English Reading Subject Leader: Mrs S Robins
At Cliffe Woods Primary School, English reading is given top priority and is a key driver for our curriculum.
At Cliffe Woods Primary School, we value reading as a crucial life skill. The teaching of reading is at the very core of our curriculum. It is our intention to ensure that by the end of their primary education, our pupils can read fluently and with confidence, enabling them to access all areas of the curriculum and the wider world.
We are committed to providing a broad and diverse range of texts and books from across the curriculum which is rich in vocabulary. The sharing of stories is central to our provision throughout the school, so children enjoy both reading and being read to as part of our daily timetable.
Our children are inspired by a range of authors and poets and exposed to a wide range of modern and classic literature, as well as texts that reflect the realities of the children in our classrooms and beyond.
We endeavour to introduce pupils to more complex and demanding texts, therefore we have incorporated into our English curriculum a variety of key texts that allow exposure to and the exploration of five main themes. These are chosen to be appropriate to the year group and cover the following: archaic language, non-linear time sequences, complex narrative, symbolic or figurative text and resistant.
By the time our children leave us, they read confidently, for meaning and regularly enjoy reading for pleasure. Our readers are equipped with the tools to tackle unfamiliar vocabulary. We encourage our children to see themselves as readers for both pleasure and purpose.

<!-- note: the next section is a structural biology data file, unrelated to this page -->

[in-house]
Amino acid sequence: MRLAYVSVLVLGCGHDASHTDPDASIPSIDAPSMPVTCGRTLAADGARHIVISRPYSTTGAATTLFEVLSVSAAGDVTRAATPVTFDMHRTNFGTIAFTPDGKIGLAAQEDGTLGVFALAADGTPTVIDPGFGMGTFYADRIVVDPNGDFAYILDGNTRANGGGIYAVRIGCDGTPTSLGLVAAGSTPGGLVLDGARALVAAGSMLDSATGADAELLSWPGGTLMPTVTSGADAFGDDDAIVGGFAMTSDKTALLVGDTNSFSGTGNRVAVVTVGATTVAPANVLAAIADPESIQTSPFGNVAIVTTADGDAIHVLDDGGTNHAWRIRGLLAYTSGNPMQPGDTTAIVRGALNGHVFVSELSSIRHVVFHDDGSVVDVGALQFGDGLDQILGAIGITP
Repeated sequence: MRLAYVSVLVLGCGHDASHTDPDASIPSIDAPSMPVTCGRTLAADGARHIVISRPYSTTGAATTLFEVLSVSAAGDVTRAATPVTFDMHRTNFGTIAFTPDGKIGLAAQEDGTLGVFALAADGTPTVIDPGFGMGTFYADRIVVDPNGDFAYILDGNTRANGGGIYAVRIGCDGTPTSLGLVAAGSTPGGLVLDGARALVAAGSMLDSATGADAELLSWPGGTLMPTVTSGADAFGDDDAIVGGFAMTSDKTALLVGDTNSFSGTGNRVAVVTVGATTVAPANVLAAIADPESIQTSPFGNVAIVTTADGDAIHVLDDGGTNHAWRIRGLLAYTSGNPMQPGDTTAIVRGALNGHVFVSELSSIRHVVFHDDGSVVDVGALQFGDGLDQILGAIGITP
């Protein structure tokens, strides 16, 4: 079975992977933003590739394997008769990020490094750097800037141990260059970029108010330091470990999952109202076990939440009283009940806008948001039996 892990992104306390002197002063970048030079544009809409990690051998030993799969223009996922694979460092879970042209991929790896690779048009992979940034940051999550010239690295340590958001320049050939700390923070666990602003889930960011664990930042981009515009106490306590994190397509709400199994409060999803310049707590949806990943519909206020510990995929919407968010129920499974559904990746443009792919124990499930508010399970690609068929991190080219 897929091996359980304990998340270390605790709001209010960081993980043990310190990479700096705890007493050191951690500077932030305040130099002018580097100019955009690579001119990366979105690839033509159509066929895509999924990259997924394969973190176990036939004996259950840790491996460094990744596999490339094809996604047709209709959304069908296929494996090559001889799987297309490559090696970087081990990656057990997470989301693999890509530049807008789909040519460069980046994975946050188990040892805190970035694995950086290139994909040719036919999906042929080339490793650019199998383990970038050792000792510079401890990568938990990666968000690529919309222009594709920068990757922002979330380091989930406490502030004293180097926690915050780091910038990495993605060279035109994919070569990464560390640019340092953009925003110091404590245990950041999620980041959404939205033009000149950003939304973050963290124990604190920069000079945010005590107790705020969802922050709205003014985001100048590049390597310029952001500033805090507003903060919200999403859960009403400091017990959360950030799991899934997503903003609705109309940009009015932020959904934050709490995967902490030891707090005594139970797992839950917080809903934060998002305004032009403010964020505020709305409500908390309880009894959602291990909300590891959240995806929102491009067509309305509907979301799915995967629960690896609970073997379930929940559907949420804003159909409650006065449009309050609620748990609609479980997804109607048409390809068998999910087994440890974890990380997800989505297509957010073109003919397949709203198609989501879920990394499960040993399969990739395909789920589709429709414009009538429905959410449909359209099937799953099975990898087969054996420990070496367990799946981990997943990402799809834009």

We aim to provide our children with essential opportunities so they can develop:
- Excellent phonic knowledge and skills.
- Fluency and accuracy in reading a wide range of contexts across the curriculum.
- Knowledge of an extensive and rich vocabulary.
- Excellent comprehension of texts.
- The motivation to read for both study and pleasure.
- Extensive knowledge through having read a rich and varied range of texts.
The systematic teaching of phonics is of the highest priority through Early Years Foundation Stage and Key Stage One. In Cliffe Woods Primary School we follow Little Wandle Revised Letters and Sounds to ensure that all our phonics lessons are taught with consistency. Our teachers draw upon observations, and continuous and summative assessments to ensure children are stretched and challenged, and to identify children who may need additional support. Timely intervention is planned for those children who are working below expected levels as soon as their needs are identified.